June 18, 2020 Articles

Litigating in a Pandemic: Tools of Effective Representation

Around the country, courts are rising to meet the challenge, slowly.

By Mike Roundy

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The COVID-19 pandemic has left no corner of our lives untouched. Litigation in the midst of a pandemic has been challenging (and undoubtedly will be in the aftermath as well), but our systems have adjusted and adapted to the requirements of the new normal. Attorneys and support staff work from home. Courts conduct videoconference hearings. Electronic filing systems are coming online faster than expected. The pandemic is leaving its mark on the way we litigate, and technology is leading the way.

Evolving Court Practices

Around the country, courts are rising to meet the challenge, slowly. Because so many courts have been closed, paper filings have become the exception, with many courts accepting filings electronically, whether through a formal electronic filing system or just by being willing to accept filings by email.

Practitioners must be careful, though, as accepted practices vary by court, even among courts within the same geographic area. While email filing may be expected in one court, such as the superior court, another court covering the same area, such as the probate court, might still prefer that pleadings be filed through the mail. The state’s highest court or rulemaking body may establish what is permitted or required in some cases, but local requirements can often be narrower and more variable. Attorneys should actively engage with the local bar, attend bench/bar and CLE conferences, or call the courts directly to ensure compliance with varying requirements that have emerged to handle court business amid the disruptive closures.

Remote Depositions and Hearings

Deposition practice is also evolving. While previously deposition by remote videoconference was perhaps the exception, now that people literally cannot be in the same room, such conferences are becoming not only common but in some cases “normal.” In Massachusetts, for example, parties now have the right to notice a deposition by remote videoconference without any need to obtain court permission, a dramatic reversal from just a few years ago, when parties needed permission even to take a deposition via video.

Many court reporters are now actively promoting their capability to handle such depositions, including some with sophisticated document-handling platforms to make the process of entering exhibits smooth. Courts are expressly authorizing reporters to take the witness’s oath remotely, though these provisions are likely temporary necessities, not long-term changes to the rules. If the oath-taking requirements in your jurisdiction are not clear, practitioners would be well-advised to seek court guidance before proceeding.

Conducting the deposition itself presents new challenges as well. The attorney taking the deposition should rehearse the presentation of documents and exhibits in advance to avoid wasteful and disruptive technical difficulties on the day of the deposition. The court reporter’s document platform should enable you to share only the exhibits you want to, when you want to, and not before. Some platforms also incorporate the ability to annotate the electronic documents, to permit the witness to mark, for example, how and where a car accident occurred in an intersection or to highlight key language in a document during the deposition.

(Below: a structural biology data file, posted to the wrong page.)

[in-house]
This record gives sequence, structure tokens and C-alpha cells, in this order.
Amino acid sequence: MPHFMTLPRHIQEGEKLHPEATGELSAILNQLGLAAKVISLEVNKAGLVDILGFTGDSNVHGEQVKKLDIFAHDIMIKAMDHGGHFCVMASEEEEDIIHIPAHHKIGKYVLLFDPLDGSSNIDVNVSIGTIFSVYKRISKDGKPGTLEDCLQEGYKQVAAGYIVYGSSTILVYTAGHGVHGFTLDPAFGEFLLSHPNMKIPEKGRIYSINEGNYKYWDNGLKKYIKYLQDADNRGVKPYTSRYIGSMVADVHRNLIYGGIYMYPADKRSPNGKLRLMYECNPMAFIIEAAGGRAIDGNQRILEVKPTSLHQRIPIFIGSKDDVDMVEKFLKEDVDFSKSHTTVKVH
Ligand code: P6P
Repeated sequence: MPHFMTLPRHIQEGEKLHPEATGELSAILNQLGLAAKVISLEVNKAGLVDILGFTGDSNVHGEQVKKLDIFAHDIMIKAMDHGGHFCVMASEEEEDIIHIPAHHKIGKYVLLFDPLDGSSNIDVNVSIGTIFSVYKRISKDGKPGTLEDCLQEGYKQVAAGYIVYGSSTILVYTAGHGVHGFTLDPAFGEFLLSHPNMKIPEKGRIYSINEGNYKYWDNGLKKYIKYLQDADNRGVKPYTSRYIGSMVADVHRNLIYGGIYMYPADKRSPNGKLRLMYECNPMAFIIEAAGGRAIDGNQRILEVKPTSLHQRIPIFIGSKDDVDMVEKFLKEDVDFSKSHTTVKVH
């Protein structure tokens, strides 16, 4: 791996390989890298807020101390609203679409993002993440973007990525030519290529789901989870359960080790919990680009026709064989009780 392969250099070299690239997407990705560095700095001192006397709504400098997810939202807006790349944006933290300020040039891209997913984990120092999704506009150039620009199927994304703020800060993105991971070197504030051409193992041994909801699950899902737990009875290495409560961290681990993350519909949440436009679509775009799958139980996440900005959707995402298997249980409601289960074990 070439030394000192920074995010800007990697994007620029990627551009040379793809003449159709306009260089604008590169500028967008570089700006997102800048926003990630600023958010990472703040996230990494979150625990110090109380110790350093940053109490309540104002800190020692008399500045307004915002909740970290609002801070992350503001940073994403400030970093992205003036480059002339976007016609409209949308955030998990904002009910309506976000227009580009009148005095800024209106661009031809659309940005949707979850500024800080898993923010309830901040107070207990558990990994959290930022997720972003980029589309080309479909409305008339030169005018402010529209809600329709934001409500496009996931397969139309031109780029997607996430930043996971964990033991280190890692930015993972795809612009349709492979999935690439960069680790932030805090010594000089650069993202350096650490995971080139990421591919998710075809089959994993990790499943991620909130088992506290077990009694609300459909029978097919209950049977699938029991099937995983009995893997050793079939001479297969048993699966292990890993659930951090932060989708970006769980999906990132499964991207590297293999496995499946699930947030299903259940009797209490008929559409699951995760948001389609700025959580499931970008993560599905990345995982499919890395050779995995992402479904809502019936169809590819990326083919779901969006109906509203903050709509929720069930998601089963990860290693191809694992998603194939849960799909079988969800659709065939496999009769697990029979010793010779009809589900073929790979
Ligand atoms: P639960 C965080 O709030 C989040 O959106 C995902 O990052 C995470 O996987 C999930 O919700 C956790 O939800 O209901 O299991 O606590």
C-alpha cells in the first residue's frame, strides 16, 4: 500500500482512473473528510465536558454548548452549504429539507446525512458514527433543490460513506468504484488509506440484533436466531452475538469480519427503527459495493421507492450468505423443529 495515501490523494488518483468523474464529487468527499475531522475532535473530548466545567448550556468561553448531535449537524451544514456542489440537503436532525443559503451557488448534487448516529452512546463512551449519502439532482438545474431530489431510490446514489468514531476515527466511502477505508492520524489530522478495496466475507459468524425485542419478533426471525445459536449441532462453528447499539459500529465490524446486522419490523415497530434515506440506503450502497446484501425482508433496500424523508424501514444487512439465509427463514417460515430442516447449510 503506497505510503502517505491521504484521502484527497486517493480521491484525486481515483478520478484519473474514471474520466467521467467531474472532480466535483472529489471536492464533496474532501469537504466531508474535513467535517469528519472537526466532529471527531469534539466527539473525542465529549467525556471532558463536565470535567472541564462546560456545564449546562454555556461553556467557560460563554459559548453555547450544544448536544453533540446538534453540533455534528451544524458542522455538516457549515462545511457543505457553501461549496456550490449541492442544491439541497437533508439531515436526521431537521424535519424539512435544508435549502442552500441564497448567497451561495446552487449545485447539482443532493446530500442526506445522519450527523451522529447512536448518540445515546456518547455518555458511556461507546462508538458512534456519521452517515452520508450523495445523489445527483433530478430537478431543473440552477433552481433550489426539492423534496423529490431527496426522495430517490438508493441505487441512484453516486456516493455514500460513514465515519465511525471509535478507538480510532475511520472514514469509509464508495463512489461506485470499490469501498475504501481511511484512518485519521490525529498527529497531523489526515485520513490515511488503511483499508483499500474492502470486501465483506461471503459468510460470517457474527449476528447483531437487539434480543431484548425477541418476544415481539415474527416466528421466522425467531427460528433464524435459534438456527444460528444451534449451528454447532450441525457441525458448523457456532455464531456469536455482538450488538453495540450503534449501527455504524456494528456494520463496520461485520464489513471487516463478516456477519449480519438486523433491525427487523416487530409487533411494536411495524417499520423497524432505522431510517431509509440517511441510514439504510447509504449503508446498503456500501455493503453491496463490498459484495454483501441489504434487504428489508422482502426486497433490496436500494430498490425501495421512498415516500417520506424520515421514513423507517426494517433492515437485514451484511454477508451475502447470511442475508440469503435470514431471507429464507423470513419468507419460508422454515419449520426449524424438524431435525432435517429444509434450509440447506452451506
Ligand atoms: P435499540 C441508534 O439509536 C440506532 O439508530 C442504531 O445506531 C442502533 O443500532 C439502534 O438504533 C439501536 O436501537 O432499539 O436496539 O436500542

Many courts are also conducting hearings and even trials using videoconferencing technology. In several states, bench trials have been held using such methods. In Texas, one court has already held an abbreviated civil jury trial by videoconference, resulting in a nonbinding verdict.

Many of the skills needed for remote depositions will also serve practitioners well as they need, more and more, to appear before a court remotely, conduct mediation remotely, or engage in virtual arbitration. See, e.g., P. Jean Baker, Utilizing Virtual Arbitration During the Pandemic, 24:3 ABA Alternative Disp. Resol. (Spring 2020).

The Ethics of Change

As author Arthur C. Clarke noted, “any sufficiently advanced technology is indistinguishable from magic.” Profiles of the Future: An Inquiry into the Limits of the Possible (1962). And that magical quality can make learning a new technology, like videoconferencing software, seem daunting. But, as practicing attorneys, we all have an ethical obligation to ensure our own competence, including competence in using the technology that is necessary to our practice.

In most states, this duty of technological competence is written into our rules of professional responsibility. Comment 8 of ABA Model Rule 1.1 (Competence) captures the essence of this requirement: “To maintain the requisite knowledge and skill, a lawyer should keep abreast of changes in the law and its practice, including the benefits and risks associated with relevant technology, engage in continuing study and education and comply with all continuing legal education requirements to which the lawyer is subject.” Model Rules of Prof’l Conduct r. 1.1 (Am. Bar Ass’n 2014) (emphasis added). To stay competent and capable of carrying out the work of our profession in the era of the coronavirus, attorneys need to enhance their skills of electronic document handling, secure videoconferencing, and making an effective remote presentation when a personal appearance before a judge, or a face-to-face meeting with a client, is not possible.

Michael Roundy is a partner at Bulkley Richardson in Springfield, Massachusetts.

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